Architecture critic Peter Buchanan has detailed the ‘end of Modernity’ and the genesis of a new, sustainable world order at WAF in Singapore
‘Modernity is coming to an end, but a new order has not yet emerged,’ Peter Buchanan told a packed room at the World Architecture Festival during his keynote speech to many of the 1,800 delegates in Singapore.
Buchanan, who pens The Big Rethink for AJ sister publication The Architectural Review, told architects that we are living through ‘the end of an epoch’.
‘You only need to read the paper to realise we’re in meltdown’ said Buchanan, referring to economic and ecological systems in upheaval.
‘That’s because these are transitional times. The epoch of Modernity which began in the renaissance is coming to an end, but a new order has not yet emerged.’
Buchanan said this transitional period of ‘confusion’ explained why, despite architecture having reached ‘a level of maturity and expertise’, there is still ‘an awful lot of rubbish being built.’
Buchanan went on to describe Neo-Modernism as not a movement but a ‘simplified caricature’ and Parametricism as mere ‘exaggeration’, while both had ‘nothing to do with the future’.
Instead, Buchanan said the next era – that of Integral or Transmodern architecture – would usher in a new concept of sustainability which would serve the ‘big picture.’
‘Sustainability is how we relate to the larger world, not technical systems,’ Buchanan said, and referred to ‘psychological sustainability’.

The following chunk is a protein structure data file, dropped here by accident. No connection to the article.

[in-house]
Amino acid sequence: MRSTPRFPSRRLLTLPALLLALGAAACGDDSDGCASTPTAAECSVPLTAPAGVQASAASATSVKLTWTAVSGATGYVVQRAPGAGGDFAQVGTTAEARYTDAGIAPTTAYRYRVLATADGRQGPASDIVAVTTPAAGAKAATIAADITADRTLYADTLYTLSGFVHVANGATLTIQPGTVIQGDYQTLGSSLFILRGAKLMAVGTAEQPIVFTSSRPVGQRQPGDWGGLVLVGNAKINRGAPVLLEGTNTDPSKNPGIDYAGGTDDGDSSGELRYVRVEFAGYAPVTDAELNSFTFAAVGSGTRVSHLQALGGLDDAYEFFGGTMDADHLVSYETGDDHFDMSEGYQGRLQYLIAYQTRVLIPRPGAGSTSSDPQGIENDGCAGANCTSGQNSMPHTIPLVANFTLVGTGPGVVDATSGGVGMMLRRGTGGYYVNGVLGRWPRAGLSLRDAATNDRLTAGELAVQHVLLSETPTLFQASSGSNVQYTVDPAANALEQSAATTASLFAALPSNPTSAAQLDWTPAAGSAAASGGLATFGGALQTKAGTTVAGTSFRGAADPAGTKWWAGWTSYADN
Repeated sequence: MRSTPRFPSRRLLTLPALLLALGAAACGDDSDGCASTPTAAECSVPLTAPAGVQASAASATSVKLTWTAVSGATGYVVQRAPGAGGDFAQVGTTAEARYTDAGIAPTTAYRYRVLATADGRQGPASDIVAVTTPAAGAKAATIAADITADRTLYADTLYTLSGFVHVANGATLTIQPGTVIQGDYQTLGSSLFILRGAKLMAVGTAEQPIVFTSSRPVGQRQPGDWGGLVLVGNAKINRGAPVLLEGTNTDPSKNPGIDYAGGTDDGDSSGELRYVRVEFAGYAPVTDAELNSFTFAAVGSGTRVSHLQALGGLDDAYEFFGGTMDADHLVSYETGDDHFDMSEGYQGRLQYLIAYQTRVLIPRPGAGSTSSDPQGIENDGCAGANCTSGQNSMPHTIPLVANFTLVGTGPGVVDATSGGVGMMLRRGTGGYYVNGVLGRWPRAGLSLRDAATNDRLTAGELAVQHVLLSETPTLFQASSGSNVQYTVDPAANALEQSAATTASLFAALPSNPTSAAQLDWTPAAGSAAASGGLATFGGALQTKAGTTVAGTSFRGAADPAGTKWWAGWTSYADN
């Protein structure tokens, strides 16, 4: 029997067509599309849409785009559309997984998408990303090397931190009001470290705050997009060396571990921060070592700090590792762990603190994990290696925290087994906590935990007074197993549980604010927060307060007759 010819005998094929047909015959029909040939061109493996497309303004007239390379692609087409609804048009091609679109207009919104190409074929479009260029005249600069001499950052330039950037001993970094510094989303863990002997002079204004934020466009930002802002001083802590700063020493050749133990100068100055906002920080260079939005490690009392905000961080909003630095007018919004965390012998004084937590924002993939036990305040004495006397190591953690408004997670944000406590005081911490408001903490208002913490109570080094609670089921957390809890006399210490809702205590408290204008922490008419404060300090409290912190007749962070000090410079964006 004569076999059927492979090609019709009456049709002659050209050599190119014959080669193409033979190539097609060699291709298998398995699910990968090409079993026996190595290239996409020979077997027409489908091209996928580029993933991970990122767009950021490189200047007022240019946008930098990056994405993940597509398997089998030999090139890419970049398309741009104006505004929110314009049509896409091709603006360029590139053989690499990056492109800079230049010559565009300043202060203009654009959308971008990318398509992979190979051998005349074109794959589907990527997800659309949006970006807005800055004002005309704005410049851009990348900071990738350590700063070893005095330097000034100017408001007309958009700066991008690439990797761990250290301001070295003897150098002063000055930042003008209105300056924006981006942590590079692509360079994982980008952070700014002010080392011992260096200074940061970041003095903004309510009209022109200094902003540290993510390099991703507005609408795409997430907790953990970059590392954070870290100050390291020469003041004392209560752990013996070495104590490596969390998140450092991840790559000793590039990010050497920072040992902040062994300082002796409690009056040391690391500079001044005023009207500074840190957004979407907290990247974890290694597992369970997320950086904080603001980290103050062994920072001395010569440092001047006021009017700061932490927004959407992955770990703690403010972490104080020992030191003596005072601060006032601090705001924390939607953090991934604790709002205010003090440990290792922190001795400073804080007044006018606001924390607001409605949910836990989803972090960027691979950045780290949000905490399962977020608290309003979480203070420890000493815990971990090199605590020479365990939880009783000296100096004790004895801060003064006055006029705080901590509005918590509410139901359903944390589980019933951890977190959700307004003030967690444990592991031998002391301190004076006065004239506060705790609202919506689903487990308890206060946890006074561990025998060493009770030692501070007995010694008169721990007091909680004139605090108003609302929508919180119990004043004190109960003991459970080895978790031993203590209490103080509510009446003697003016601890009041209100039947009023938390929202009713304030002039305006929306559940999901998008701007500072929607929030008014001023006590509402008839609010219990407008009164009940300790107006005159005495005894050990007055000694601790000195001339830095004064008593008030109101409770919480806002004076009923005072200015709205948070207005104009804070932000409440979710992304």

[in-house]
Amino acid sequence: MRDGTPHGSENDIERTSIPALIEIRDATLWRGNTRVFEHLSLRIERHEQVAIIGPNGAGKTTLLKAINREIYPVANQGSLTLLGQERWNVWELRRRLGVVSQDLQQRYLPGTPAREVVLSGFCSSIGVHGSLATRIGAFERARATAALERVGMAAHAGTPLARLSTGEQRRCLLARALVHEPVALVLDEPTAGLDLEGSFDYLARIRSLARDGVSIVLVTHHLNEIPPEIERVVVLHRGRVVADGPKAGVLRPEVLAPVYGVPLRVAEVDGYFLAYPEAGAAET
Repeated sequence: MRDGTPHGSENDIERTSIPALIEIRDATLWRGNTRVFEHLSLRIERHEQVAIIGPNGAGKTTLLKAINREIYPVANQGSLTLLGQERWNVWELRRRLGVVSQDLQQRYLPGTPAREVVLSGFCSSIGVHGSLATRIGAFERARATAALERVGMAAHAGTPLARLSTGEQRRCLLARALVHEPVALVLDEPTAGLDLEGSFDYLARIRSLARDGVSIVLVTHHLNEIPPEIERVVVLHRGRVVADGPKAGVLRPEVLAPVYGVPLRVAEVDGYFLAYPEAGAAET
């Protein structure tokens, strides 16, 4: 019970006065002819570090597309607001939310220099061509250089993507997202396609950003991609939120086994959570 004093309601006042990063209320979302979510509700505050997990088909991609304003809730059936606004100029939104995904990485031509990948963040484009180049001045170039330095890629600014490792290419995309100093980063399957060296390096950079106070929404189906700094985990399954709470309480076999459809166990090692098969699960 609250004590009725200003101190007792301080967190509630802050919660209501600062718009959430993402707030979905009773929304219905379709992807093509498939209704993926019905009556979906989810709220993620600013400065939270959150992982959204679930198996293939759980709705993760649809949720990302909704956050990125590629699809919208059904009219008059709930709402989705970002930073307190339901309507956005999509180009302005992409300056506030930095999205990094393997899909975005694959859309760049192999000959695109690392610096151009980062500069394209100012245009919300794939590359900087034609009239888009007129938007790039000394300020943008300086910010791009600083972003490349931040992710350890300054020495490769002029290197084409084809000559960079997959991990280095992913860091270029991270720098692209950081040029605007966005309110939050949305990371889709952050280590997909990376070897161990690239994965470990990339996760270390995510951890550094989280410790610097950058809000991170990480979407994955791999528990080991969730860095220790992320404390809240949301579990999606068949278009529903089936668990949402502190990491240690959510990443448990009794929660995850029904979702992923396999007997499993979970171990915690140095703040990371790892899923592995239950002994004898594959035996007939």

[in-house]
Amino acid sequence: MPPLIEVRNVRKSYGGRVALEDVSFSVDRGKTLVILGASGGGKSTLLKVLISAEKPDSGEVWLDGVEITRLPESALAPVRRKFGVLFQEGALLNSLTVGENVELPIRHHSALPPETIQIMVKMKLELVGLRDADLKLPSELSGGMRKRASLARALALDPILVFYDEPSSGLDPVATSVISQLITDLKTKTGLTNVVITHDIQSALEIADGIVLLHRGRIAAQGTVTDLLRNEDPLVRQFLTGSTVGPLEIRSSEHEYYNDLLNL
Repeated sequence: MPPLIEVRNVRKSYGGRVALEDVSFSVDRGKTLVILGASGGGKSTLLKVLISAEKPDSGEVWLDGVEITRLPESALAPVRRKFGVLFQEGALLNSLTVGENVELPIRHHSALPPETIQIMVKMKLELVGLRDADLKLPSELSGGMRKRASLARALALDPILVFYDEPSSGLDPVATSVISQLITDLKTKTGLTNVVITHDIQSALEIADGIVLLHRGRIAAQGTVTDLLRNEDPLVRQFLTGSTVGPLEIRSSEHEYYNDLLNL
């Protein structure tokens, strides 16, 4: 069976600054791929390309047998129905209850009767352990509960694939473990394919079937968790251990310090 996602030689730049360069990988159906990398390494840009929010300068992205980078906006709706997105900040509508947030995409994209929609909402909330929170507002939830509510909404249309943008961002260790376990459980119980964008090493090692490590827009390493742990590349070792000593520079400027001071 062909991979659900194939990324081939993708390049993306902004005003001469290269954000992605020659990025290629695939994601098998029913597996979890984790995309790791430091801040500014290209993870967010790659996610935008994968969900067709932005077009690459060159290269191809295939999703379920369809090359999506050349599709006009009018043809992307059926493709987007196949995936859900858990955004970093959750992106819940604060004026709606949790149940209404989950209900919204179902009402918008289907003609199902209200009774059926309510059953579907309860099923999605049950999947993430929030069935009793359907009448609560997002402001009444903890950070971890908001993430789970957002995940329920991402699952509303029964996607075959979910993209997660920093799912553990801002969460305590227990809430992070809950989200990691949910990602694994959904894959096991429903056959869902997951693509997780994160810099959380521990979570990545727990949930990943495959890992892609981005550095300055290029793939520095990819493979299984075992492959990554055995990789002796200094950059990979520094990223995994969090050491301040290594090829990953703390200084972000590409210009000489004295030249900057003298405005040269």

‘The future of architecture must serve all ages and stages of personal and cultural development’.
Buchanan criticised Modernism’s ‘inability to deal with the subjective or the self’, while Postmodernism was described as ‘the triumph of the idea over reality’.
Both were described as too simplistic to shape a new architecture in a fast-evolving world whose causal relationships have been rapidly altered by the computer, which Buchanan describes as the biggest agent of change.
‘We’ve gone from linear causal change to multidirectional, interactive and simultaneous’.
‘The new architecture must be subjective as well as objective, dwelling as well as function, being as well as doing. It must be ecological and evolutionary.’
However Buchanan said the new era had not yet emerged because ‘the stranglehold of relativism’ in academia was blocking theoretical evolution, and that we are also ‘paralysed by the scale of the problems we face.’
‘Before we can move on to the next stage we need to decide what we want to be. What does it mean to be human? What is the good life? And what does the world wants us to be?’
‘This is an age of confusion,’ continued Buchanan, ‘as we realise the Modern paradigm is utterly unsustainable. Basically we’re being told to move on’.
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